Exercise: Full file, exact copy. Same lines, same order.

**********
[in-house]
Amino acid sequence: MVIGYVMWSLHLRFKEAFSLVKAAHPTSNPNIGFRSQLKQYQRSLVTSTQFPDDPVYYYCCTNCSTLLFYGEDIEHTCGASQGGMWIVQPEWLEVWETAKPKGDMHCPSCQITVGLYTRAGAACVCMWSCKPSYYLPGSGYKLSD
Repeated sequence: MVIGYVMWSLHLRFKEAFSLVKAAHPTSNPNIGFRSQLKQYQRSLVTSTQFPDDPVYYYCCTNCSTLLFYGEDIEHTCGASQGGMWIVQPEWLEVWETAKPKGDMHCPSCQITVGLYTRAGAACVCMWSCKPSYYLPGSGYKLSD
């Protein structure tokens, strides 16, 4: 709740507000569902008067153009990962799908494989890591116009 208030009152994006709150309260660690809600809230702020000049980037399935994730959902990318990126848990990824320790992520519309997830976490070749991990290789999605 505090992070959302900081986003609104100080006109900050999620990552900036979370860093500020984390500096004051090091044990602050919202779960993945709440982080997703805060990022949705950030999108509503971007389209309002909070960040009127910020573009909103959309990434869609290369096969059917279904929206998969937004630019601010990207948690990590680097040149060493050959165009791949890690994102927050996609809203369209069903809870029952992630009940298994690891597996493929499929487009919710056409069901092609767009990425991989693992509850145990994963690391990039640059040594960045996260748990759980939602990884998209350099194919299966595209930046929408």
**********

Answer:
[in-house]
Amino acid sequence: MVIGYVMWSLHLRFKEAFSLVKAAHPTSNPNIGFRSQLKQYQRSLVTSTQFPDDPVYYYCCTNCSTLLFYGEDIEHTCGASQGGMWIVQPEWLEVWETAKPKGDMHCPSCQITVGLYTRAGAACVCMWSCKPSYYLPGSGYKLSD
Repeated sequence: MVIGYVMWSLHLRFKEAFSLVKAAHPTSNPNIGFRSQLKQYQRSLVTSTQFPDDPVYYYCCTNCSTLLFYGEDIEHTCGASQGGMWIVQPEWLEVWETAKPKGDMHCPSCQITVGLYTRAGAACVCMWSCKPSYYLPGSGYKLSD
């Protein structure tokens, strides 16, 4: 709740507000569902008067153009990962799908494989890591116009 208030009152994006709150309260660690809600809230702020000049980037399935994730959902990318990126848990990824320790992520519309997830976490070749991990290789999605 505090992070959302900081986003609104100080006109900050999620990552900036979370860093500020984390500096004051090091044990602050919202779960993945709440982080997703805060990022949705950030999108509503971007389209309002909070960040009127910020573009909103959309990434869609290369096969059917279904929206998969937004630019601010990207948690990590680097040149060493050959165009791949890690994102927050996609809203369209069903809870029952992630009940298994690891597996493929499929487009919710056409069901092609767009990425991989693992509850145990994963690391990039640059040594960045996260748990759980939602990884998209350099194919299966595209930046929408």